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ABSTRACT EXAMPLES Writing an Abstract – Examples

Each student who completes a science fair project must write an abstract to be displayed with the project. An abstract gives the essence of the project in a brief but complete form — it should not exceed 250 words. Judges and the public should have a fairly accurate idea of the project after reading the abstract. The abstract must focus on the current year’s research and give only minimal reference to previous work. Details and discussions should not be included in the abstract, but may be put in the longer, written research paper, or given on the project exhibit board. Note that an abstract does not include acknowledgements (such as referencing mentor or university laboratory) or a bibliography (this should be included in the Form 1A Research Plan Attachment). The following colors in the two abstract examples demonstrate the following concepts:

Purpose of the Experiment (Blue)
• • An introductory statement of the reason for investigating the topic of the project. A statement of the problem or hypothesis being studied.

Procedures Used (Green)
• • • A summarization of the key points and an overview of how the investigation was conducted. An abstract does not give details about the materials used unless it greatly influenced the procedure or had to be developed to do the investigation. An abstract should only include procedures done by the student. Work done by a mentor (such as surgical procedures) or work done prior to student involvement must not be included.

Observation/Data/Results (Red)
• • This section should provide key results that lead directly to the conclusions you have drawn. It should not give too many details about the results nor include tables or graphs.

Conclusions (Pink)
• • Conclusions from the investigation should be described briefly. The summary paragraph should reflect on the process and possibly state some applications and extensions of the investigation.

Sample Abstract Effects of Marine Exhaust Water on Algae Jones, Sally C. 123 Main St., Hometown, IA 50001 Hometown High School, Hometown, IA This project in its present form is the result of bioassay experimentation on the effects of two-cycle marine engine exhaust water on certain green algae. The initial idea was to determine the toxicity of outboard engine lubricant. Some success with lubricants eventually led to the formulation of “synthetic” exhaust water which, in turn, led to the use of actual two-cycle engine exhaust water as the test substance. Toxicity was determined by means of the standard bottle or “batch” bioassay technique. Scenedesmus qaudricauda and Ankistrodesmus sp. Were used as the test organisms. Toxicity was measured in terms of a decrease in the maximum standing crop. The effective concentration – 50 % (EC 50) for Scenedesmus quadricauda was found to be 3.75% exhaust water, for Ankistrodesmus sp. 3.1% exhaust water using the bottle technique. Anomolies in growth curves raised the suspicion that evaporation was affecting the results; therefore, a flowthrough system was improvised utilizing the characteristics of a device called a Biomonitor. Use of the Biomonitor lessened the influence of evaporation, and the EC 50 was found to be 1.4% exhaust water using Ankistrodesmus sp. as the test organism. Mixed populations of various algae gave an EC 50 of 1.28% exhaust water. The contributions of this project are twofold. First, the toxicity of two-cycle marine engine exhaust was found to be considerably greater than reported in the literature (1.4% vs 4.2%). Secondly, the benefits of a flow-through bioassay technique utilizing the Biomonitor was demonstrated.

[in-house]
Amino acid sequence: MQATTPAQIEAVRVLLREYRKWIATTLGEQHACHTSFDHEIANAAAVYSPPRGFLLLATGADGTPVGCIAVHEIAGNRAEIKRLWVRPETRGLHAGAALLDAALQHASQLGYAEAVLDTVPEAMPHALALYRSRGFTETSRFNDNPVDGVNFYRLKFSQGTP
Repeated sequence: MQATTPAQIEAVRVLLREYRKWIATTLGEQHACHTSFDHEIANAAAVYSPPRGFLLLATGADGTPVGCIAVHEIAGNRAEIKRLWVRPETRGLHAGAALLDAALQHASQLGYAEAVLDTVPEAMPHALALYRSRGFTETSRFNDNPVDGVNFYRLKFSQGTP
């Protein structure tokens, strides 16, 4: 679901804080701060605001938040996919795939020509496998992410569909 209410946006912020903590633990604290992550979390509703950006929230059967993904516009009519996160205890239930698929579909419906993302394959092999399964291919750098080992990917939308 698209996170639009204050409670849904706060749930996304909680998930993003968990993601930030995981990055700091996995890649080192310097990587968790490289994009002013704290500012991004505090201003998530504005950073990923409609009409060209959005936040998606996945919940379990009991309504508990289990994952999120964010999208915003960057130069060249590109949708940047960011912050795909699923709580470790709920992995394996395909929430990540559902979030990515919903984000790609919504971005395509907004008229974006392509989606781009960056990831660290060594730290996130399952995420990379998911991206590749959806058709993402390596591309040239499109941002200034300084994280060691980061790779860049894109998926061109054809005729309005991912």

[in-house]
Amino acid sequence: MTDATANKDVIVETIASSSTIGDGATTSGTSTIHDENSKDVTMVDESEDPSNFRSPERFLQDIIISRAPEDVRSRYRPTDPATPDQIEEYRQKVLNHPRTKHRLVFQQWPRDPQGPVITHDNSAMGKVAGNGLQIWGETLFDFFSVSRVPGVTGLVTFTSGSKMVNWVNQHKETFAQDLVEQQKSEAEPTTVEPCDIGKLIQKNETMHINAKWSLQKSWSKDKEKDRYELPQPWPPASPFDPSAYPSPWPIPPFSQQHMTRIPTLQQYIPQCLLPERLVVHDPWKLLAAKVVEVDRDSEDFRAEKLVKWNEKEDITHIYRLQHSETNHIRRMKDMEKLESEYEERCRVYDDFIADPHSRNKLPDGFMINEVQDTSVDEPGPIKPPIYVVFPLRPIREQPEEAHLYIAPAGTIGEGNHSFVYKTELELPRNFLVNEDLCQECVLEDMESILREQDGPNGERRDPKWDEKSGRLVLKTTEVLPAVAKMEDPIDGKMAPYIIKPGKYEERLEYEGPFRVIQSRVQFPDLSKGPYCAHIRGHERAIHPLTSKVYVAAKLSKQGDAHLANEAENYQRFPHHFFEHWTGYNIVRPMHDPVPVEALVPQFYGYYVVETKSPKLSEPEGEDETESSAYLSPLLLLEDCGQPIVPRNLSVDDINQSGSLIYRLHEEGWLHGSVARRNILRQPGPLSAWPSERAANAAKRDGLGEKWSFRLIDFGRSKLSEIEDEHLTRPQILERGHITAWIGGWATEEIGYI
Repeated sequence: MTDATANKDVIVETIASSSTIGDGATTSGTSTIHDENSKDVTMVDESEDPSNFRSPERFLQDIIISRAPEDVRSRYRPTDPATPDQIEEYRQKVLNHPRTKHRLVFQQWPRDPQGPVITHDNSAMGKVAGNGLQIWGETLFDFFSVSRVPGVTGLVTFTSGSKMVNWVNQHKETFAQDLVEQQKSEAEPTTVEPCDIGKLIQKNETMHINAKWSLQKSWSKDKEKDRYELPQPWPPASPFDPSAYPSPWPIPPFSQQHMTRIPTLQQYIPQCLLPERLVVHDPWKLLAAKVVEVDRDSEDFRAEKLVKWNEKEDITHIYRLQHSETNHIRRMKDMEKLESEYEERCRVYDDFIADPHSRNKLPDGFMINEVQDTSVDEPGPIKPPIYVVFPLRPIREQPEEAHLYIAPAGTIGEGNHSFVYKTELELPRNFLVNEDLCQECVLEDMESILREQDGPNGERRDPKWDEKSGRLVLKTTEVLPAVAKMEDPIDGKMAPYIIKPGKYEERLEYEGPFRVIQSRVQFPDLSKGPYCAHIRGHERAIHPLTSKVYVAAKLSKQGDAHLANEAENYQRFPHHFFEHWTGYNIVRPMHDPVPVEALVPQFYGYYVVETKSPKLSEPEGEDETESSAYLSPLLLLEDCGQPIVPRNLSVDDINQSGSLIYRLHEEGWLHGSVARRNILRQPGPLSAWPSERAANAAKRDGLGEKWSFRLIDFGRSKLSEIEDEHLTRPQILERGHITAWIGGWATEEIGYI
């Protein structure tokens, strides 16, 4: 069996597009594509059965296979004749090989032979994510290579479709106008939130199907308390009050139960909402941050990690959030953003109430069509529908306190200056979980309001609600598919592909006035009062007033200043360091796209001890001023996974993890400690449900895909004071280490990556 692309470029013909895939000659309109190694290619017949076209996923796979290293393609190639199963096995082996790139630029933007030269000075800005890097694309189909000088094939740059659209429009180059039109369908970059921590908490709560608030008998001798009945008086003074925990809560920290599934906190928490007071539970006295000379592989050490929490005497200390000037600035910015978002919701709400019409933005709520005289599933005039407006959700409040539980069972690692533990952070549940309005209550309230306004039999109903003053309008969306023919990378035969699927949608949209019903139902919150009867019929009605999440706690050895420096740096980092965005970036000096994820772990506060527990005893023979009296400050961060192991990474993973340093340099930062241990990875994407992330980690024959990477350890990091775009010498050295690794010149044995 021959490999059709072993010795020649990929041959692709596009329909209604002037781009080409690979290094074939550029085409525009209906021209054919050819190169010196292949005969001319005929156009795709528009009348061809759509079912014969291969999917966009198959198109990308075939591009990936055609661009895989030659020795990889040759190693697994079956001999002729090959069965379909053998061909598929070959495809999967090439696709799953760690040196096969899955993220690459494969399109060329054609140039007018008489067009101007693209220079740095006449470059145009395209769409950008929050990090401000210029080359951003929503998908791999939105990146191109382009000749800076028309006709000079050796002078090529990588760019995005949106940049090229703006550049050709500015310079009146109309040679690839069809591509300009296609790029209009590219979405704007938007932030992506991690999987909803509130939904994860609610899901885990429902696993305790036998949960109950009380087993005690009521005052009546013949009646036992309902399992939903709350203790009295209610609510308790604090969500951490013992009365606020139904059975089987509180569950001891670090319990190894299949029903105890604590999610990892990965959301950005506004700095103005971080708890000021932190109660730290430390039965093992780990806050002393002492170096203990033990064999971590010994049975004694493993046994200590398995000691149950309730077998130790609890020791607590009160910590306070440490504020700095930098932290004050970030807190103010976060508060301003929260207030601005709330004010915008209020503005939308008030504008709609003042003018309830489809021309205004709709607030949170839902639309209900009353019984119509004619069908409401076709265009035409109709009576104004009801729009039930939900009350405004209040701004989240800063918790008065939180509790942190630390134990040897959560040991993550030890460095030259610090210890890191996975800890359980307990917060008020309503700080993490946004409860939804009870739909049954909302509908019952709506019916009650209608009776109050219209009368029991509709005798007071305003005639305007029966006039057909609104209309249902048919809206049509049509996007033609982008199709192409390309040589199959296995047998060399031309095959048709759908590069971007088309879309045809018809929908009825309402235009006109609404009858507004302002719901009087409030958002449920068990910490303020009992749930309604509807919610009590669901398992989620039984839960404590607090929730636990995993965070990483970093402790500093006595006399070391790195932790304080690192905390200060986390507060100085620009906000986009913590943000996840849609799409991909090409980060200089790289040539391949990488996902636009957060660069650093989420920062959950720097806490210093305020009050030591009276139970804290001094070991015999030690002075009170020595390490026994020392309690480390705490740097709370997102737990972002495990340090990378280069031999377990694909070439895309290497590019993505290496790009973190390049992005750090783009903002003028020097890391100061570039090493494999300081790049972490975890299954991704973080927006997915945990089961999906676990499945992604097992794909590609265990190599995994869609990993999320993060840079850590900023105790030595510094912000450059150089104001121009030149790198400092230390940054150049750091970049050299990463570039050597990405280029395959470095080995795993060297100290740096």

Sample Abstract Do Vitamin A Tablets Affect Plants Jones, Mary E. 123 Main St., Hometown, IA 50001 Hometown Middle School, Hometown, IA The purpose of this project was to determine if Vitamin A tablet have any effect on tomato plants. A total of twelve Rutgers tomato plants each two inches tall were planted in identical individual plastic pots using two cups of potting soil. Each plant received the same amount of water and sunlight during the three week experiment. The twelve plants were divided into four groups of three plants each. One vitamin A tablet was added to each of the three plants in the first group by burying the tablet one inch from the stem and one inch deep. Two vitamin A tablets were added to the second group of three plants in a similar manner. The third group of three plants had three tablets planted in the soil. The fourth group of three plants had no vitamin A tablets added to the soil and served as the control group. The height of each plant was measured and recorded at the start of the experiment and every 7 days thereafter. At the end of the experiment (21 days) the stems were cut across at a height of 3 inches. Experimental groups showed less development and slower growth rates than plants in the control group. The data was analyzed and the conclusion was drawn that giving vitamin A tablets to tomato plants did not improve growth as each of the three experimental groups failed to produce plants that were taller or had thicker stems than those in the control group.